COMMENTARY

How Many COVID Cases Do We Really Have?

F. Perry Wilson, MD, MSCE

Disclosures

July 28, 2021

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This transcript has been edited for clarity.

Welcome to Impact Factor, your weekly dose of commentary on a new medical study. I'm Dr F. Perry Wilson of the Yale School of Medicine.

Possibly the most maddening statistic to find during this pandemic has been one of the simplest: the number of COVID infections.


 

This number, whatever it is, is critical for so many reasons. It forms the denominator for the infection fatality rate — how serious this virus is compared with all the others out there. It also tells us what proportion of the population might already have substantial immunity, which might change vaccination thresholds targeting herd immunity. It would also help us plan for the future, insofar as some individuals who were infected will likely have substantial health needs long after the pandemic subsides.

But the total number of COVID infections has been tricky to pin down, thanks largely to its stubborn ability to infect people and cause minimal — or even no — symptoms. Combine that with a lack of easy access to testing early on, and an ongoing reticence toward testing since we force quarantine on people who test positive without guaranteeing their wages, and you have a recipe for an undercount.

There have been multiple attempts to estimate the true cumulative incidence of SARS-CoV-2 infections in the US, most notably by the CDC, which as of April 2021 suggested that there have been 114 million infections in the US (of which about a quarter were detected through testing).

But there are limitations to the CDC approach, including some pretty rough assumptions about the likelihood of infected people seeking care.

A new approach, reported in the Proceedings of the National Academy of Sciences by Adrian Raftery and Nicholas Irons, leverages several data sources — reported case rates, death rates, and testing rates, all varying over time and place — to get a better estimate of the number of infections.

Before we get too deep into this, I think it's helpful to imagine the easy way to figure out how many people have been infected. The easy way (the way many of us think we should have been doing it all along) is systematic random sampling of the population for antibodies to coronavirus. We do this for other things all the time; it's how we know what the average cholesterol level of an American is, for example.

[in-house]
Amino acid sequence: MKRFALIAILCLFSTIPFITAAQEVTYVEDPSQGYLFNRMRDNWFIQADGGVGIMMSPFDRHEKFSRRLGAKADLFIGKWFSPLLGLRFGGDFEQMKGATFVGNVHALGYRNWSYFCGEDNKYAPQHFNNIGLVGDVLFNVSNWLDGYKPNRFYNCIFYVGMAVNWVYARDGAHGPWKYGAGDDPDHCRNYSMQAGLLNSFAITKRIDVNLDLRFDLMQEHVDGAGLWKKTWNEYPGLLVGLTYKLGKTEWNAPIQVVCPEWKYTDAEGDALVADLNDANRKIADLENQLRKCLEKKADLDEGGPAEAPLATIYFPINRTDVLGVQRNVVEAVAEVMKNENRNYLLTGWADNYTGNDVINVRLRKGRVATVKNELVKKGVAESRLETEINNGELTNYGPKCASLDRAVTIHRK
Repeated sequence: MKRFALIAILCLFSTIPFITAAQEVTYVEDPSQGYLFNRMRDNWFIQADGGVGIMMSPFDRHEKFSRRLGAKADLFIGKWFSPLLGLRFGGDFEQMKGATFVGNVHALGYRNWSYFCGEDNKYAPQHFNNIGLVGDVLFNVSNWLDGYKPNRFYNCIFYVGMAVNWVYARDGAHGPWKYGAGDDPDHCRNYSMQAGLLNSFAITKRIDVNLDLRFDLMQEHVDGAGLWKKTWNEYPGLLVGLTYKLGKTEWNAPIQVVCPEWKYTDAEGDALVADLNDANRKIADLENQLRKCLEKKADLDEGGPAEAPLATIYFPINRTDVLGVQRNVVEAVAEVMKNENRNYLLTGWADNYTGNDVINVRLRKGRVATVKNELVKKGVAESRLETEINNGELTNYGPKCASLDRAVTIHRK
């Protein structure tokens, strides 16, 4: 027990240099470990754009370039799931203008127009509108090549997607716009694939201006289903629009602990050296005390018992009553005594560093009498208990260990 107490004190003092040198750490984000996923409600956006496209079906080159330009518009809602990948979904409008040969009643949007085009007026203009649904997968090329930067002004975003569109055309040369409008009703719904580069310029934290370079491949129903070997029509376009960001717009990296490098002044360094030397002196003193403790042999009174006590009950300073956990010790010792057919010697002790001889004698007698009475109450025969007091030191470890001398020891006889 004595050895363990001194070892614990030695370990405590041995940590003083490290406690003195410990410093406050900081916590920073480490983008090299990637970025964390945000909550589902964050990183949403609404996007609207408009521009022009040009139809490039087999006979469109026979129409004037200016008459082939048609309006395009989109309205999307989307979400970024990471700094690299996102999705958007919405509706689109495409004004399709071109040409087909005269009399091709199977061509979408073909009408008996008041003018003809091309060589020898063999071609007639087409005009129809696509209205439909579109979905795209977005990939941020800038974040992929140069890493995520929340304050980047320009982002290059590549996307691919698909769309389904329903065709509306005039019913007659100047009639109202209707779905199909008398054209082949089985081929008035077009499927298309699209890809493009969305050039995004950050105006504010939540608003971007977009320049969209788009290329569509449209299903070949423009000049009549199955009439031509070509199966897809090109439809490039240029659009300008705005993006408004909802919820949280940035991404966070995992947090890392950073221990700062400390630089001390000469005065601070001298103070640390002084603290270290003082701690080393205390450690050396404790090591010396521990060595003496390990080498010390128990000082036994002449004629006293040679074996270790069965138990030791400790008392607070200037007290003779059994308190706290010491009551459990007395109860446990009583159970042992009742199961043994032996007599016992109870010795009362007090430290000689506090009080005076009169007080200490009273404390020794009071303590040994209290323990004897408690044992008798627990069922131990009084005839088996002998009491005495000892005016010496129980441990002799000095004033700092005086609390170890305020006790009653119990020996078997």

But so far, only two states, Indiana and Ohio, have done a systematic job of randomly sampling their populace to figure out how many people have been infected. Raftery and Irons anchor their statistical model to these states and then use those high-quality data to extrapolate to the rest of the US.

The results suggest that from March 2020 to March 2021, 65 million people — roughly 20% of the US population — had been infected with the coronavirus. I want to note that this is substantially lower than the CDC estimates of infections in that time period.

That has multiple important implications. The CDC estimates suggest that the infection fatality rate of the virus is 0.5%. Keep in mind that this is different from the case fatality rate, which is the death rate among people who actually test positive. The 0.5% figure dilutes the denominator by including those who never knew they were infected.

But the Raftery data suggest that the infection fatality rate is a fair amount higher, around 0.8% or 0.9%. They break it down by state, with a low of around 0.2% in Utah and a high of 1.7% in Massachusetts.

Credit: Rebecca Gourley/University of Washington

So, how do we know that this model is any more accurate than the others? Fortunately, the authors published their projections of coronavirus infections and deaths based on their data, which were truncated in March 2021.

Irons NJ, et al. PNAS. 2021;118:e2103272118. https://doi.org/10.1073/pnas.2103272118

Comparing their projections to reality looks pretty good, though they don't capture the new spike in infections from the Delta variant. This may be due to some of the assumptions of their model, which includes the idea that individuals who were previously infected cannot become infected again.

They also incorporated vaccination data into their model of overall infection to plot what percentage of Americans would be immune to the virus.

Irons NJ, et al. PNAS. 2021;118:e2103272118. https://doi.org/10.1073/pnas.2103272118

They project that by August, roughly 70% of the population will have immunity, largely through the vaccination effort. Herd immunity for the Delta variant is probably around 75% or 80%, so this looks pretty good. But here, too, the model assumptions — which include the idea that 2 million individuals will be vaccinated every day — might be overly optimistic. We're actually giving just over 500,000 shots a day right now.

Altogether, this model has a bit of a sad story to tell. The virus is slightly deadlier than we may have thought, and herd immunity slightly farther away. If accurate, it suggests that we may be in for a difficult fall.

F. Perry Wilson, MD, MSCE, is an associate professor of medicine and director of Yale's Clinical and Translational Research Accelerator. His science communication work can be found in the Huffington Post, on NPR, and here on Medscape. He tweets @fperrywilson and hosts a repository of his communication work at www.methodsman.com.

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